Annemarie Price

Stephen F. Austin State University Rusche College of Business graduating senior Annemarie Price is finishing out her college career from home in Katy. Photo Courtesy: Robert Breitenstein of Allthingsrnb

NACOGDOCHES, Texas - Graduating senior Annemarie Price is at home in Katy with her parents. She's safe and sound. The coffee is good. And when she's on the couch studying or taking online classes, she enjoys the company of her two dogs, a Great Pyrenees named Astro and a Golden Retriever named Travis.

Price, a Stephen F. Austin State University Rusche College of Business senior majoring in marketing and minoring in graphic design with a 3.8 GPA, is in the running for a national scholarship through the Washington Media Scholars Foundation. Having made it through two qualifying rounds to the finals, Price and her teammate, Wichita State University-based Tyler Heizelman, are vying for a share of the $18,500 award. Winners will be announced in June. Landing the scholarship would be momentous, but even if Price doesn't take the top prize, she'll consider it a win. Making the invite to Washington, D.C., was the original goal, and that's already been accomplished.

All should be good in Price's world. But it's not.

Due to the COVID-19 pandemic and its associated disruptions, Price is uncertain of the future, even if plenty is already known. Employers are taking a wait-and-see approach to hiring. Her walk across the commencement stage at Johnson Coliseum will have to wait until a date that's yet to be determined. She may not get to say a proper goodbye to her classmates and professors. The virus dashed all that.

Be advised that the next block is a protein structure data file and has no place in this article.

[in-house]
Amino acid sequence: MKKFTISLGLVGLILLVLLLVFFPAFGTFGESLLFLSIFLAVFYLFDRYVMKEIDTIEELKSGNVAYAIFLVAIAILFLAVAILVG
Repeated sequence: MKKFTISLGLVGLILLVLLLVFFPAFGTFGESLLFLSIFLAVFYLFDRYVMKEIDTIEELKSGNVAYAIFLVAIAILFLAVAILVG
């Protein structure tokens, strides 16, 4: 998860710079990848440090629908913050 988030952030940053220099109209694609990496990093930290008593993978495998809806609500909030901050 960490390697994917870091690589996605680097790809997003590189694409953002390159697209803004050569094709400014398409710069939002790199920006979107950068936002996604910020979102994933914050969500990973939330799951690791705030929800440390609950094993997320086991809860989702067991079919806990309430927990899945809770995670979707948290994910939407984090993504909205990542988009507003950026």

With her coursework all but done, she's looking forward to SFA's virtual graduation ceremony on May 30, which for her will include commencement-style robes for her pets. Not quite what she had in mind at the beginning of the year, but it'll be fun.

And then there's her family. Both of Price's parents have underlying health issues, making them susceptible to the virus. And her sister, a '17 graduate from SFA's DeWitt School of Nursing, is in hazard's way working at Memorial Hermann in Houston.

Indeed, COVID-19 has arrived at Price's front door, and it's knocking quite loudly.

Price hasn't been on campus since March, when she posed for her senior photos and collected a few personal belongings from her residence hall. She didn't want to leave. But during spring break, as SFA and universities across the country shifted to online and remote learning, she knew she had no choice.

"I respect the decision, and I support doing what we can to make people safe," she said. "I get it."

While the transition to full-blown distance learning has been successful for Price, it's not all together satisfying. Price is a people person. She's an intern for the College of Business' social media team, an officer with the Community Assistant Honors Council with Residence Life and an officer with SFA's interdepartmental Advertising Club. As a senior, she was accustomed to seeing a lot of familiar faces in class and in the halls. The unceremonious separation has been acute.

"For me, one of the reasons I love SFA is that you can make close connections with professors and the people in your classes," she said. "The years I have spent on campus were the best years of my life. I am deeply saddened that I won't be returning to classes and spending my final days as a student in Nacogdoches."

Even though the virus has upended the culmination of her college career, and even though her family remains under threat from the virus, she's been able to keep everything in perspective. She's adaptable and resilient. And though the job market could be tight, at some point an employer will recognize her passion and give her a chance.

For the broader public, a valuable lesson one that could make the world a better place – can be learned.  

"People are going to hug friends a little harder, spend time with the people they care for more often, and be thankful for the things we took for granted like walking through a grocery store with fully stocked shelves," Price said. "The coronavirus has made it difficult to predict what the future will look like, or determine how to prepare for it; even so, we have to keep moving forward and face things as they come, and do it to the best of our ability."